Turner’s Rain, Steam, Speed – The Great Western Railway

Last weekend, we spent in London at The Speciality & Fine Food Fair 2009, where we had a stand displaying our wares to UK trade buyers.  It was a good show, with numbers slightly down, but the quality was there; the froth has gone out of the market, leaving only the serious buyers and cutting out the speculative people.

After setting up the stand last Saturday, I went to The National Gallery especially to see Turner’s “Rain, Steam, Speed – The Great Western Railway”.  It hangs a few down from Turner’s “The Fighting Temeraire” and Constable’s “The Cornfield”.  While “The Fighting Temeraire” has been voted Britain’s favourite painting, it is “Rain, Steam, Speed” that draws me in.  Take a look at this link: http://www.nationalgallery.org.uk/paintings/joseph-mallord-william-turner-rain-steam-and-speed-the-great-western-railway.

It is a virtuoso piece of painting, showing early modern styles together with some (very little) classical realism.  It’s an amazing study in light and the play of light on clouds and steam.  Turner has built the canvas up with strong, extravagant brushstrokes, full of huge energy with dabs of colour shining through.  It is drama, capturing light and movement in a  two dimensional space in a way that photography just cannot emulate.

The sun sends shafts of light from the right hand side of the picture streaming across the foreground.  Blues can be seen on the skyline, but these are overpowered by swathes of creams, whites and greys, interspersed with every shade of yellow and orange as the sunlight reflects off the rain and steam from the train.

In the distance, a bridge can be seen and hints of Maidstone.  On the Thames a small rowing boat is lazing languidly in the water, with an umbrella protecting the rowers.  A group of walkers are walking along the shoreline, staring up at the bridge and the train. 

On the right hand side, a ploughman strains against the plough pulled by a heavy shire horse.

It is a beautiful painterly picture.

But this is sliced across with 2 stark black lines of perspective hacking this beautiful scene into bits.  Everything is natural and hazy, but the bridge is harshly detailed accuracy.  It is dark and brooding and ugly.  Then charging towards us is the black locomotive with red fire in its belly.  We are drawn to the locomotive’s sharp point of a funnel as this train races into our space and will surely overtake and squash to death a hare that is racing along the tracks, barely visible in the foreground.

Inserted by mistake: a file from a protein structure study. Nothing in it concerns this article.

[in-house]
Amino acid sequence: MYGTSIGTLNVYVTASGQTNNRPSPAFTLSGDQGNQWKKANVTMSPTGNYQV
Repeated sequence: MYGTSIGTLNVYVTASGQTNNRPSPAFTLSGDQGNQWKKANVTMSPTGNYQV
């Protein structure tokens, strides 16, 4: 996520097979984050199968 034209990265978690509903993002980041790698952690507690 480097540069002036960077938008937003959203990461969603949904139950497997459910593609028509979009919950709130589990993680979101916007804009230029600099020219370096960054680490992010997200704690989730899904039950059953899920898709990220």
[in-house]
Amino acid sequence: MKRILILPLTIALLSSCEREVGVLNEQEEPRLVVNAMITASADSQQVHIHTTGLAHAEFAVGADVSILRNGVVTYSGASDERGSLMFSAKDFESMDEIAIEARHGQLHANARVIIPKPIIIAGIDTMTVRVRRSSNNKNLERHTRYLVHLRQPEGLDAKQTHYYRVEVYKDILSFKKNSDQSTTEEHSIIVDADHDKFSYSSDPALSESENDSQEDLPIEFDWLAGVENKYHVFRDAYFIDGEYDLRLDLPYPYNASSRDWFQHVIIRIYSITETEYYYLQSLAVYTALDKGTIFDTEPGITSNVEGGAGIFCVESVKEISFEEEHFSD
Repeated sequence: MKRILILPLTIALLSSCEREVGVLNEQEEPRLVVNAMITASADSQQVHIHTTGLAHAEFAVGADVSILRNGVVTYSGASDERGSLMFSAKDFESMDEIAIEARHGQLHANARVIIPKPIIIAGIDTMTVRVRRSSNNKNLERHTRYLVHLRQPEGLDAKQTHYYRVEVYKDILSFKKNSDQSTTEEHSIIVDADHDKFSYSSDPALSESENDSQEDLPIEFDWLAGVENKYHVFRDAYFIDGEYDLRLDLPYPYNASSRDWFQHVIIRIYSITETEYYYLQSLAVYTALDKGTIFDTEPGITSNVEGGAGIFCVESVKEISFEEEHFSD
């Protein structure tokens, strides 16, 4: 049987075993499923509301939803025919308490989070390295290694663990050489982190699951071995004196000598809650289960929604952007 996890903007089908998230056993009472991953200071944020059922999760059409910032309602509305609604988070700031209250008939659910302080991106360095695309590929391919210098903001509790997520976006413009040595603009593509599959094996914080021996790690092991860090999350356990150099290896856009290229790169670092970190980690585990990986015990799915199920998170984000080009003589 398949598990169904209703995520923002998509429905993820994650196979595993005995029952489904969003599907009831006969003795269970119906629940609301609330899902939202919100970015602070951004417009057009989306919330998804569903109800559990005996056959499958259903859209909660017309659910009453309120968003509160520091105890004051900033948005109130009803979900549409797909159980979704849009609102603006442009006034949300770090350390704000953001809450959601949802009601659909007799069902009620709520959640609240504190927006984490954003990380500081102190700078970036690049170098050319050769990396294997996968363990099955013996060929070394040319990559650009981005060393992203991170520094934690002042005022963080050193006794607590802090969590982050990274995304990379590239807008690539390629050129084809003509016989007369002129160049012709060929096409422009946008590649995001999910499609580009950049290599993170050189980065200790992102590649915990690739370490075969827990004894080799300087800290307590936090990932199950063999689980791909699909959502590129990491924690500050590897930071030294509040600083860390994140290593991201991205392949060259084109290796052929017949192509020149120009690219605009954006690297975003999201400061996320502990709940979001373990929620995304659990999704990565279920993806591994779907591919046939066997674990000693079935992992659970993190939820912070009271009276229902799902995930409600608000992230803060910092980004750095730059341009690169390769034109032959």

Natural speed as exemplified by the hare from Aesop’s Fable is being overrun by modernity and technology.

Soon the ploughman will become extinct, as will the pleasure of lazing on the river.  Even the steam train is now just a museum piece, perhaps even trains themselves as we race around in gas guzzling cars, planes and tractors.

Progress.  The only constant is change.

What it tells me is that while maybe the past seems a more peaceful place.  An idyll that was never truly a haven.  We have to live with progress and technology and accept it. 

While some may want to hark back to simpler times, closer to nature, we need to accept that we live in the modern world.  We need to pay taxes, pay for our food, our fuel and our leisures and pleasures.  We must be commercial and practical and not be unrealistic. 

If organic businesses and fair-trade businesses are to succeed, they must operate in this real world, where technology thrives.  They must stand on their own merit, without special exemptions and subsidies.  They must not be squashed like the hare.



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